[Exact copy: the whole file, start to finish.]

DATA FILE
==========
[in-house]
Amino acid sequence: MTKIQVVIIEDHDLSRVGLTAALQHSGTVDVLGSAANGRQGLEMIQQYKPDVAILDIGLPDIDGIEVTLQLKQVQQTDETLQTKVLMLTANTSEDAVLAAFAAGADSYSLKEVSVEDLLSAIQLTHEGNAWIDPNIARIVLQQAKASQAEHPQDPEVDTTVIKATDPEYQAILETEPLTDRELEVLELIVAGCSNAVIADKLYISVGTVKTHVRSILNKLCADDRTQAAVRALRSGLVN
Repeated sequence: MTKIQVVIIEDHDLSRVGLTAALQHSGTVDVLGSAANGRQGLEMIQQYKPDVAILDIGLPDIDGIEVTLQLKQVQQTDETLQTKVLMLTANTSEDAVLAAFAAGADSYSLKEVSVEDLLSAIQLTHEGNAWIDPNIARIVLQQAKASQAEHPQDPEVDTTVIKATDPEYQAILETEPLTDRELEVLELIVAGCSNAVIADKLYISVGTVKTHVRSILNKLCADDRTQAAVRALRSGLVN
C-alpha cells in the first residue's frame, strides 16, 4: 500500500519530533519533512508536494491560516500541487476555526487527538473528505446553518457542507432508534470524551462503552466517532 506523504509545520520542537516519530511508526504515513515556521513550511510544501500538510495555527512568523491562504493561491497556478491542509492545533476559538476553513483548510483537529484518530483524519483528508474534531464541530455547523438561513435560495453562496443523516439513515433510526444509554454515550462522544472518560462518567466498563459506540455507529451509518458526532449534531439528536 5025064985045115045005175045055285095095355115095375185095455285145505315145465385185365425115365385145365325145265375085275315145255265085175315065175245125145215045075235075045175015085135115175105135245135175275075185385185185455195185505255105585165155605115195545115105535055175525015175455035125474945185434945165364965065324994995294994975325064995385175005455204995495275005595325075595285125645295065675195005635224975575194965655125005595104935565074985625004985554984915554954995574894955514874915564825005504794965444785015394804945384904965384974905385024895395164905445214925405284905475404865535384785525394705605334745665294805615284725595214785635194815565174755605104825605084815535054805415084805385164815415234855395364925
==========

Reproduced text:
[in-house]
Amino acid sequence: MTKIQVVIIEDHDLSRVGLTAALQHSGTVDVLGSAANGRQGLEMIQQYKPDVAILDIGLPDIDGIEVTLQLKQVQQTDETLQTKVLMLTANTSEDAVLAAFAAGADSYSLKEVSVEDLLSAIQLTHEGNAWIDPNIARIVLQQAKASQAEHPQDPEVDTTVIKATDPEYQAILETEPLTDRELEVLELIVAGCSNAVIADKLYISVGTVKTHVRSILNKLCADDRTQAAVRALRSGLVN
Repeated sequence: MTKIQVVIIEDHDLSRVGLTAALQHSGTVDVLGSAANGRQGLEMIQQYKPDVAILDIGLPDIDGIEVTLQLKQVQQTDETLQTKVLMLTANTSEDAVLAAFAAGADSYSLKEVSVEDLLSAIQLTHEGNAWIDPNIARIVLQQAKASQAEHPQDPEVDTTVIKATDPEYQAILETEPLTDRELEVLELIVAGCSNAVIADKLYISVGTVKTHVRSILNKLCADDRTQAAVRALRSGLVN
C-alpha cells in the first residue's frame, strides 16, 4: 500500500519530533519533512508536494491560516500541487476555526487527538473528505446553518457542507432508534470524551462503552466517532 506523504509545520520542537516519530511508526504515513515556521513550511510544501500538510495555527512568523491562504493561491497556478491542509492545533476559538476553513483548510483537529484518530483524519483528508474534531464541530455547523438561513435560495453562496443523516439513515433510526444509554454515550462522544472518560462518567466498563459506540455507529451509518458526532449534531439528536 5025064985045115045005175045055285095095355115095375185095455285145505315145465385185365425115365385145365325145265375085275315145255265085175315065175245125145215045075235075045175015085135115175105135245135175275075185385185185455195185505255105585165155605115195545115105535055175525015175455035125474945185434945165364965065324994995294994975325064995385175005455204995495275005595325075595285125645295065675195005635224975575194965655125005595104935565074985625004985554984915554954995574894955514874915564825005504794965444785015394804945384904965384974905385024895395164905445214925405284905475404865535384785525394705605334745665294805615284725595214785635194815565174755605104825605084815535054805415084805385164815415234855395364925